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Converting for Flexible Packaging

Modified on Saturday, 31 January 2015 12:39 AM by mpieler Categorized as Book Reviews
Converting for Flexible Packaging, Vol. 27 #1, March 2000

by Adolph Miller, Technomic Publishing, Lancaster, PA 1994, ISBN number 1-56676-061-5

There are a number of useful texts for the extrusion professional that while not dealing directly with the art of extrusion per se, cover either upstream or downstream portions of an extrusion operation. Books on feeding systems, pellet drying and handling, die design, sheet, film, and profile forming all fall into this category. One of these texts is Converting for Flexible Packaging, by Adolph Miller recently (1994) published by Technomic Publishing Co.

If the reader has seen the recent review of Plastic Films: Technology and Packaging Applications, by Kenton R. Osborne and Wilmer A. Jenkins also published through Technomic Publishing, Miller’s text picks up almost where Osborne and Jenkins left off. Following some background and history about the packaging industry, Miller delves into many of the same unit operations treated by Osborne and Jenkins, but in more depth. He skips any treatment of the actual formation of the film, but picks up with analysis of surface treatments (plasma discharge, etc.), drying of a web, printing, coating, etc.

Each of these chapters follow similar characteristics. There is an outline of what the unit operation is and why it is performed, something about the history, variations on the operation or the equipment used, and some of the basic mathematics of that operation. For example, the chapter on drying of a moving web offers a mathematical treatment of the heat transfer to and from the moving web and some of the mathematics of the resultant mass transfer, the driving off of solvent.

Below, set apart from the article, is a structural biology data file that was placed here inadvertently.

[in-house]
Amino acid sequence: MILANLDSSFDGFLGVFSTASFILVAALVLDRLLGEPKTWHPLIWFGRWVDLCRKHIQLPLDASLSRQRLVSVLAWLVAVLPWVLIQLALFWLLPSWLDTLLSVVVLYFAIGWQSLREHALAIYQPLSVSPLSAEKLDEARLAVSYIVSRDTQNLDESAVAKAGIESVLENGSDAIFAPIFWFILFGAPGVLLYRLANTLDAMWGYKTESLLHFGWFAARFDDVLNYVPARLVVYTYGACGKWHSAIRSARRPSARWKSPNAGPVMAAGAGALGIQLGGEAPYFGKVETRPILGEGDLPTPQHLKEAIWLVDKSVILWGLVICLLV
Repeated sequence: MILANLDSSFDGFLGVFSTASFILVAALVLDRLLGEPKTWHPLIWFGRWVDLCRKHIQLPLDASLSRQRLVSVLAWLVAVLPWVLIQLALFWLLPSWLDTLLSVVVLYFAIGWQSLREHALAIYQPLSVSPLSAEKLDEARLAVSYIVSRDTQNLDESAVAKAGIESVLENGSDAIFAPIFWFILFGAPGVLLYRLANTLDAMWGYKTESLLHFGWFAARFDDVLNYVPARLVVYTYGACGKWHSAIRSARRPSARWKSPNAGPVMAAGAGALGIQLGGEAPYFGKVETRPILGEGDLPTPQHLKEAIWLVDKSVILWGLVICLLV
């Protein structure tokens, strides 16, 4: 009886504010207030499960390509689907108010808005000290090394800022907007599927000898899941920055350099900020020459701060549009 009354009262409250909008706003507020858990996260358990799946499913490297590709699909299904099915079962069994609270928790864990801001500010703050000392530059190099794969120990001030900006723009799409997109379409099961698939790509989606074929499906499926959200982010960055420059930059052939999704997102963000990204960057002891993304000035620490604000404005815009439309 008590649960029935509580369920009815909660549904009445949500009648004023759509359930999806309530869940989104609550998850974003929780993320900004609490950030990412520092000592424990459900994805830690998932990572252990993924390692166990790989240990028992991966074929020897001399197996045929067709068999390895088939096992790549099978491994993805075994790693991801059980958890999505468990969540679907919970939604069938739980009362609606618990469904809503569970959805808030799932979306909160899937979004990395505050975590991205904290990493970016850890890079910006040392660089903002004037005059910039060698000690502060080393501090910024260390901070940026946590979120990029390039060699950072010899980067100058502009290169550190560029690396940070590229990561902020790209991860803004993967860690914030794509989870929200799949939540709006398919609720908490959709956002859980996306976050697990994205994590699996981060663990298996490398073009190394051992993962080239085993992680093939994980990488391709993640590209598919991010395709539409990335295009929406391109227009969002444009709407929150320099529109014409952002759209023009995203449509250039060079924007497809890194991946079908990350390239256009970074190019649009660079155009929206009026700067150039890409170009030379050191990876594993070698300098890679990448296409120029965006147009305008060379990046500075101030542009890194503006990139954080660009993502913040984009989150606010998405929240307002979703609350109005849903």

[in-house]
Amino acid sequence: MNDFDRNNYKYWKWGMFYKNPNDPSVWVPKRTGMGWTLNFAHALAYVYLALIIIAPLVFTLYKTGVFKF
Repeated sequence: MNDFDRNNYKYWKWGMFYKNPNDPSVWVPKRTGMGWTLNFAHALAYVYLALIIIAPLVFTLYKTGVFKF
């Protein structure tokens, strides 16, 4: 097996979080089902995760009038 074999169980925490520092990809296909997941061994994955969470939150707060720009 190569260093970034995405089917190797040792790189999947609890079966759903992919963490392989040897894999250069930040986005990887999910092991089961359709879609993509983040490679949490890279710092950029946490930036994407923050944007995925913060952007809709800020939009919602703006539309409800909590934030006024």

The chapters on printing and coating show much of the combined art and science that is associated with this industry. There are a plethora of different roll stack configurations for applying different types of coatings and inks, and Miller relates the design of the film path to nature of the coating or printing process as well as the rheological and thermodynam ic (how fast will the solvent dry?, surface tension of fluid vs. substrate) properties of the ink or coating system.

He offers an extensive treatment of the winding and slitting operations, providing the reader with some of the math behind different winding techniques etc., and how the key winding parameters affect residual tension, deformities in the roll, and possible changes to the structure of the film.

One treatment for the film packaging that would have been nice to see is how one handles clean room, or clean handling issues. What are the design considerations around bringing film or rolls in or out of clean facilities, what are equipment specification issues around particle elimination with rotating equipment? With the volume of plastic packaging that goes into the food and medical device markets, a treatment of this topic would be valuable to many readers.

- Robert E. Jerman

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